From the moment you walk in the door of Australian wellness center Kula Health, you know there’s something wonderfully different.
It’s significantly different in such subtle ways too.
Instead of a waiting room, there’s an ‘interactive waiting space’; if you’re waiting anyway, why not stretch out on the hanging rings or a yoga mat? Or perhaps meditate using the provided eye pillows?
It’s all part of the holistic wellness experience that the company strives for.
Image Credit: Kula Health
And your experience at Kula doesn’t end at the conclusion of your appointment.
Before you leave, you have another unexpected experience waiting for you. You’re given a pebble which you are asked to drop into one of three jars in the reception area. At first, most new clients don’t know what this ritual is all about and seem confused when, with two outstretched hands, they are ceremoniously presented with the tiny stone.
But co-founder Ben Murphy says that finding out what that pebble is for is all part of the wellness experience at Kula. And we’ll look into that in-depth soon.
For now, though, let’s walk through a typical visit to a traditional medical doctor’s office.
Mind. Body. Spirit.
First, you sit in a waiting room – for who knows how long – staring at bad art, pharmaceutical ads, and 7-year-old copies of home décor magazines. Then, when your name is finally called, you wait again – usually alone – in a smaller, colder room. Eventually, someone comes in to prod you with gloved hands and cold instruments. Then, you’re quickly shuffled out to pay your bill. Repeat again in six months, please. Such is the modern health care experience.
The wellness movement emerged, in part, as a response to this sterile, mechanical nature of traditional modern medicine by offering a more human, holistic approach. Kula Health takes even this holistic medicine to a whole new level by integrating their philosophy into not just their practice itself, but their whole dynamic with clients – from the reimagined waiting area to the mysterious pebble.
Ben understands that the core concept of wellness and holistic treatments means attending to the person as a whole. That means providing healing and happiness that go beyond Kula’s services like chiropractic, massage, and acupuncture. Sharing the experience of giving is a perfect example.
Water: the essence of wellness
Image Credit: Kula Health
Ben’s favorite B1G1 project exemplifies Kula’s approach to wellness. There’s nothing more fundamental to health than clean drinking water. Yet, a distressing number of communities worldwide lack access to it.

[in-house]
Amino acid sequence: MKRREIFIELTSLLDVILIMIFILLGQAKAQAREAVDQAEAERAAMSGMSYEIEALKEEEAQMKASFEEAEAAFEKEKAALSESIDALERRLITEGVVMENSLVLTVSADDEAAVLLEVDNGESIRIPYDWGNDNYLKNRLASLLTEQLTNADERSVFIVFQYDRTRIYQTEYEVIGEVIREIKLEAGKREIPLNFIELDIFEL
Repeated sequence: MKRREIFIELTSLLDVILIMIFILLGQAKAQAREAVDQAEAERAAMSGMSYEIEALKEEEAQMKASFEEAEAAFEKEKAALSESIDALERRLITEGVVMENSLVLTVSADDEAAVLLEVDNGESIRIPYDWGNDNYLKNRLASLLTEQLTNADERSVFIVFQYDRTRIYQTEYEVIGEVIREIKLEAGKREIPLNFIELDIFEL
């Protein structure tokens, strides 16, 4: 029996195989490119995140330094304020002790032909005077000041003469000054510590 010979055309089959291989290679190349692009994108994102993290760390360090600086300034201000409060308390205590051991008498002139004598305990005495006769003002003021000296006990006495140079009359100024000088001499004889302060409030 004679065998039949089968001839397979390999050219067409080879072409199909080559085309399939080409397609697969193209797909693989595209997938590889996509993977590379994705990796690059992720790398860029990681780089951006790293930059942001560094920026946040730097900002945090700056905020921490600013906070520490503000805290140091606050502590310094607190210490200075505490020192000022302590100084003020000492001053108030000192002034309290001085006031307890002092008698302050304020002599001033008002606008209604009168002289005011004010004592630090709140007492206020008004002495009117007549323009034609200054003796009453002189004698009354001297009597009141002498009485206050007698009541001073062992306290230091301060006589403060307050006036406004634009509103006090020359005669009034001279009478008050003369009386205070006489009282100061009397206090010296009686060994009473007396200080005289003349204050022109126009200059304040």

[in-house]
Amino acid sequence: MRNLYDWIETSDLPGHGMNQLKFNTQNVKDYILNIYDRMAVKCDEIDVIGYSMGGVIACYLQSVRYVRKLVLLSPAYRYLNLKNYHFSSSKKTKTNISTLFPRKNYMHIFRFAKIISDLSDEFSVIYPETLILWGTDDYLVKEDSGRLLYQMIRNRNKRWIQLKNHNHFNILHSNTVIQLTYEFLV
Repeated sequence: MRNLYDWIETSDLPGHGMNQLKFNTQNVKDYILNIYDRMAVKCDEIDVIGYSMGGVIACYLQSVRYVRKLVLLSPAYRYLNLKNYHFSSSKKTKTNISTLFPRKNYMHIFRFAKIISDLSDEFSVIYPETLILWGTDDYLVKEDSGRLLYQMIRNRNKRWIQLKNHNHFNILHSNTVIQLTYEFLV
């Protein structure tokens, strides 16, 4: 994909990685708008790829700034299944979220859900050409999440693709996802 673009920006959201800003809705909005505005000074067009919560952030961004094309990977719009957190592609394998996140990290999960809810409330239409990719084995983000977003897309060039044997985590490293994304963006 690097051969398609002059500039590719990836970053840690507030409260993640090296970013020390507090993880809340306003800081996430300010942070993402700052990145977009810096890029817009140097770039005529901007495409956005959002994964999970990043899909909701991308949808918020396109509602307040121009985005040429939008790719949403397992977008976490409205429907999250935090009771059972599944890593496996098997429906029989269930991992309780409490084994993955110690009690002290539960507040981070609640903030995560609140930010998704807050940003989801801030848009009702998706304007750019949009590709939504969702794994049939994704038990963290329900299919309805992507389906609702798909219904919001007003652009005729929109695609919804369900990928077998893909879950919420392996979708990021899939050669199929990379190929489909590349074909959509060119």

“The water problem,” Ben points out, “goes beyond the physical health problems associated with lack of access. Children in areas of need often spend hours a day trekking back and forth to available clean water sources that can be miles away. Time spent retrieving water is time that cannot be spent in school, thus perpetuating the cycle of poverty.”
So each jar in Kula’s reception represents a different community in need. Each pebble placed by a client results in 30 days of happiness and healing being delivered to the corresponding community in the form of access to clean drinking water. When clients are told what their pebble is for, they smile in joy, as do the team at Kula Health too.
“This allows the happiness and healing to literally transfer to something greater,” Ben says.
Making clients an integral part of the giving process is one of the things that Ben hopes inspires clients to be the “happiest and healthiest versions of themselves.”
“Your greatness is not what you have but what you give,” he says.
Thinking big by thinking small
Initially, Kula set what initially seemed like a staggeringly ambitious goal of providing 1 million days of fresh water access by 2030. Ben thought that goal should be revised… but not in the way you might think.
Kula upped the ante by setting their sights on 10 million days! To put that number in perspective, it would take over 330 thousand pebbles to reach the goal. Assuming each pebble is, say, just under an inch in diameter, it would require a jar about 12 feet wide and 40 feet high to hold them. Now that would make an interesting addition to a reception room.
Take a look at their 2020 Goal in this video.
Ben is not worried if that sounds impossible. He and his team love a challenge. They’ve already given 460,000 days (or over 15,000 pebbles!) of water access to date. That’s a real dent in a large goal that they made client by client, and pebble by pebble. And that’s how you build big things – from bringing small things together.
Kula Health shows the way — simply and profoundly. We’d love to know what you’re doing too.